The drama began in Jenn Sherman’s October 4 Yacht Rock class. For the uninitiated — and uninitiated is a deliberate word choice here, because the fervency of some Peloton fans can give it the aura of a benign cult — Sherman is a popular, straight-talking spin instructor for the internet-connected fitness bike Peloton. Sherman is known for being candid. A little crass, even. (Recently, she took to Instagram Live to scold one of her 107,000 followers for complaining about the frequency of F-bombs in her classes.) But in that fateful early October class, Sherman made an offhand joke about COVID-19 that would test her employer’s leniency.
“I can handle coronavirus taking down the White House,” she said, “but I cannot handle coronavirus taking down the NFL, okay?”
The class shortly disappeared from Peloton’s platform, just as the company’s CEO, John Foley, promised a disgruntled conservative rider that Peloton would remain an apolitical, “inclusive” space. Meanwhile, within the sprawling, incestuous, and deeply fascinating universe of Peloton-adjacent Facebook groups, many riders were flatly outraged.
What right did this woman have to complain about the politicization of Peloton, they demanded, when she uses the leaderboard tag #Trump2020? (Leaderboard tags allow riders to segment off into affinity groups; they generally tend toward the banal, like #PelotonMoms or #sweatingforthewedding.)
Speaking of leaderboard tags, Sherman’s defenders argued, didn’t Peloton just banish a bunch of QAnon ones? And hadn’t they hosted all those Pride rides, donated money to racial-justice groups, and otherwise talked a pretty big game about several issues on the left-hand side of the culture-wars ledger? Hell, instructor Cody Rigsby recently panned abstinence-only sex ed at great and hilarious length during class, while Christine D’Ercole has dedicated entire rides to Ruth Bader Ginsburg. (“Push through these two 4-minute threshold sets,” she wrote on Facebook, “the way RBG pushed through the resistance.”)
“EVERYTHING that Peloton has been for the past few months is political,” wrote one representative redditor. “BLM, LGBTQ rights, none of that exists in a nonpolitical bubble.”
Full disclosure: I am a member of the Peloton cult, which is probably one of the reasons I followed this drama with enormous interest. Pre-pandemic, I even frequented a very inconvenient and overly precious gym for the sole purpose of taking recorded classes.
But outside of my personal interest, I also think that, rather like the ill-fated and much-politicized SoulCycle before it, the culture of Peloton is independently fascinating in a way that, say, Flywheel (RIP!) isn’t. If you ever wanted to see the personified id of America’s suburban middle class, you could do far worse than a country-soundtracked spin ride at 6:30 a.m.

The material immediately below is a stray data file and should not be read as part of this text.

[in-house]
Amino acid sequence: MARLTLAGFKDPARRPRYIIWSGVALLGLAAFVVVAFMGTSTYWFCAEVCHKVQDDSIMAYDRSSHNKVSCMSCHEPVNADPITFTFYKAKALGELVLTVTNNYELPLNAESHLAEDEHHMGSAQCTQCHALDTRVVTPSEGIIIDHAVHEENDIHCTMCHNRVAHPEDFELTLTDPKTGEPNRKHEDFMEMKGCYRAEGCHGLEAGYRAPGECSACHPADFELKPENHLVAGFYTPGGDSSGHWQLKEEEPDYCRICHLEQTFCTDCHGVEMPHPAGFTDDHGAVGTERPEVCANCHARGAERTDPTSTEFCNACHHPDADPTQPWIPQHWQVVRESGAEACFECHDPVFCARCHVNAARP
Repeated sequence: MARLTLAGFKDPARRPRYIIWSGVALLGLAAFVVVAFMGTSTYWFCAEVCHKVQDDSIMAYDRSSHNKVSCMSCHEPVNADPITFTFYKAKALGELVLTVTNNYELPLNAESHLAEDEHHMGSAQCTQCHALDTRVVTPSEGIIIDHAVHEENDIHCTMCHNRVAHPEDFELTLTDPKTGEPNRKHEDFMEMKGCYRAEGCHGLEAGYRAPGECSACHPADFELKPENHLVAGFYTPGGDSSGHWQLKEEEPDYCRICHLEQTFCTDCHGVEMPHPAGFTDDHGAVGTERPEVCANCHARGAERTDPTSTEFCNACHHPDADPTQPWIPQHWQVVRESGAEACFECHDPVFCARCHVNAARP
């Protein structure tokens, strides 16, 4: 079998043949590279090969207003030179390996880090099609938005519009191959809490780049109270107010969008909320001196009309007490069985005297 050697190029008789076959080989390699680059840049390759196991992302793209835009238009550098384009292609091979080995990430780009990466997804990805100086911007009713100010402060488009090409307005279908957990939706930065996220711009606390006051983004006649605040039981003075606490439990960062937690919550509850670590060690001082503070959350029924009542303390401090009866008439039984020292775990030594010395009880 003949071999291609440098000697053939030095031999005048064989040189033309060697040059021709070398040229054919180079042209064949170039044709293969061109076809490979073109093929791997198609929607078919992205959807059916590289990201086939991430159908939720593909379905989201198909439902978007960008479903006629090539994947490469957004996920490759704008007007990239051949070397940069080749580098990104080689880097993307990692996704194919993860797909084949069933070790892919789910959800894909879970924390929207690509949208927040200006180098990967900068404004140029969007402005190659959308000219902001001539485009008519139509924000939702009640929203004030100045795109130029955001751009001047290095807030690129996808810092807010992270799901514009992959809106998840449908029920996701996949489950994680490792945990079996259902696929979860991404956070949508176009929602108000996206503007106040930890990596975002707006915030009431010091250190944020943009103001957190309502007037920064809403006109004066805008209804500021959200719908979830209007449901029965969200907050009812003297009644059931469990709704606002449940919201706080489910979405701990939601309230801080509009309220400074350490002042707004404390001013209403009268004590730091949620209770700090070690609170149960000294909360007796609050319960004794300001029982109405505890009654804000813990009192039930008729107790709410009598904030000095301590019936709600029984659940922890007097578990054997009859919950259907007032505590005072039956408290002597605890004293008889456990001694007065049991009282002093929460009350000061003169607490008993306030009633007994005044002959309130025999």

See, Peloton has positioned itself as the cure to a host of especially American, upper-middle class ills: the inability to claw any personal time from demanding professional schedules; the desperation to “escape” or “relax”; the need to squash every possible component of personal well-being (physical, emotional, social) into a tidy, bite-size package. It will surprise absolutely no one to learn that Peloton’s target customer is a high-earning, 35- to 50-year-old suburbanite with kids. Roughly three-quarters of all leaderboard names — the aliases riders choose for themselves — seem to contain the words mom, a wine varietal, or a high-powered profession.
But despite riders’ shared love for Pinot Noir and higher education, there is some strife in Pelotonland. In contrast to its onetime rival, SoulCycle (which ran afoul of fans when one of its owners, Stephen Ross, hosted a fundraiser for Trump), the company appears to have adopted an uneasy — and plausibly deniable — brand of progressive politics. Instructors cannot officially discuss politics in class; in August, Peloton also barred political chatter from its official Facebook groups. But CEO John Foley also trumpeted the donation of $100 million to racial-justice initiatives over the summer, donates pretty generously to Democrats himself, and allows instructors to opine on obvious culture-war triggers, from the importance of wearing masks to the aforementioned RBG and abstinence.
To give you an idea exactly how thin of a tightrope Peloton is walking — and it is vanishingly thin! — the company’s chief content officer told the New York Times this summer that it backed its instructors’ vocal support of Black Lives Matter because racial justice is a matter of “civil rights” … not “politics.”
In an emailed statement, a Peloton spokesperson doubled down on that distinction this week: “We support human and civil rights and that’s why we speak out on important issues,” she said. At the same time, “Peloton is nonpartisan,” the spokesperson added, and “we do take great care to maintain a community where everyone feels welcome and motivated.”
It’s a contorted dance, for sure. But maybe Peloton can attempt it because that’s also how some major portion of its (upper-class, suburban) membership sees social issues: not as concrete political realities, reasons to mobilize or vote, but as abstractions for the long arc of history to solve. Tellingly, a common complaint in online Peloton communities, whenever this debate rears up, is that riders shouldn’t have to be confronted with the world’s unpleasantness when they’re enjoying an “escape” on their pricey fitness equipment.
Meanwhile, those users most inclined to see racial justice, mask-wearing, or LGBTQ pride as problematically political — a.k.a. the conservative ones — are out there writing open letters on Facebook and getting Yacht Rock classes taken down.
Peloton: It really is a microcosm for America!
This post originally appeared in Caitlin Dewey’s newsletter, Links I Would GChat You If We Were Friends.